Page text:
After Afghanistan, the Air Force will go back to a rotational deployment schedule much like the pre-9/11 Air and Space Expeditionary Force construct, Chief of Staff Gen. Mark Welsh said in an interview with the Daily Report last week. “Our intent now, as we get back to, hopefully, a more stable rotational pattern and demand signal,” is to “go back to some of the precepts of that initial AEF construct: deploy larger groups of people from the same units, instead of rainbowing multiple organizations into a single organization at a deployed location,” Welsh said. Airmen will know when “they’re vulnerable to be deployed, when they can expect to go, when they can be training to prepare to go.” It makes “eminent sense to go back to that,” Welsh said, especially since he sees no letup in the demand for Air Force deployments. “There will be some lingering support in Afghanistan for…some amount of time—and that level is still to be determined—but there are lots of other combatant commands that want the things that we offer (which) haven’t gotten them for a while.” The demand, he said, “is not going to go away, it’s just going to shift.” He also noted that no AEF construct will add more people. “So, the career fields that are still” in very high demand will continue to deploy more frequently, “until the demand signal starts to slow down. And that’s after 2014, maybe 2015,” Welsh said.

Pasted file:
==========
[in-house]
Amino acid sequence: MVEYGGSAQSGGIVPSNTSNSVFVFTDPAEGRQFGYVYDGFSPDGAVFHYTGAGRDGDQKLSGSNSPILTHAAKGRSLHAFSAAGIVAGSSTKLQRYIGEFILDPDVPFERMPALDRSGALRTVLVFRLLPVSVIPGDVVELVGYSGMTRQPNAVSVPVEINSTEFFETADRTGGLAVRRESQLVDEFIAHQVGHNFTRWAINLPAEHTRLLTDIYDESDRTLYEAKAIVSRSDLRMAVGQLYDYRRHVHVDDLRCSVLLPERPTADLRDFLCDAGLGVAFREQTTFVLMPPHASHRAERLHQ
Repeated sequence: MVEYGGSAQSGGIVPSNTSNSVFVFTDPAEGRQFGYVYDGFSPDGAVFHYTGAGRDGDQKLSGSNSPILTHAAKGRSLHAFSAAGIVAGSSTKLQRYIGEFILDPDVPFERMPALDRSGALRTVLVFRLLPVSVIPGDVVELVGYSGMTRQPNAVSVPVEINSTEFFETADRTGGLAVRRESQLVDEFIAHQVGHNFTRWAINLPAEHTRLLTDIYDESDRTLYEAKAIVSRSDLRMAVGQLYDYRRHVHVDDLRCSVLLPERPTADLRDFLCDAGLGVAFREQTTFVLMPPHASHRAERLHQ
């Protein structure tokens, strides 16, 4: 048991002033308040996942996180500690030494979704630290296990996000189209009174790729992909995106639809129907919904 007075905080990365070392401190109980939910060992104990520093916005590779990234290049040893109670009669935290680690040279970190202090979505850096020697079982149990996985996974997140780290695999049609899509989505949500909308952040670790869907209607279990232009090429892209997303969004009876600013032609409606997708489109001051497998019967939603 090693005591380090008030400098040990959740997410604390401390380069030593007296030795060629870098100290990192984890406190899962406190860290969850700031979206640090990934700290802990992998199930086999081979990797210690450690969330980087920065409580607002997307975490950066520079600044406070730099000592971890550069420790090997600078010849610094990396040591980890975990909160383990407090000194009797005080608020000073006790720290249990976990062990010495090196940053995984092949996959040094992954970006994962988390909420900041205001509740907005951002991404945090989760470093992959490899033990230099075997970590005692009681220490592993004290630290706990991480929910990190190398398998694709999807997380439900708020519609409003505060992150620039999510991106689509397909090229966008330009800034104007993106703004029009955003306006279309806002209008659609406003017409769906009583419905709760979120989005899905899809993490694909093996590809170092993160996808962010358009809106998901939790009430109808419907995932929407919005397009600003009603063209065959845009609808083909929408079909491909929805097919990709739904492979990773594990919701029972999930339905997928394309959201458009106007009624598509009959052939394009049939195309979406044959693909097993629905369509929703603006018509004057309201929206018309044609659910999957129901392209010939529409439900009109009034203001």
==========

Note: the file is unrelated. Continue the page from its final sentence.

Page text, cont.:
Three B-1B Lancers from the 7th Bomb Wing flew over the Indo-Pacific alongside F-16s from the Japanese Air Self Defense Force recently, as part of a joint large force exercise. The mission began and ended in the continental U.S., as the bombers flew 31 hours and landed Jan. 11.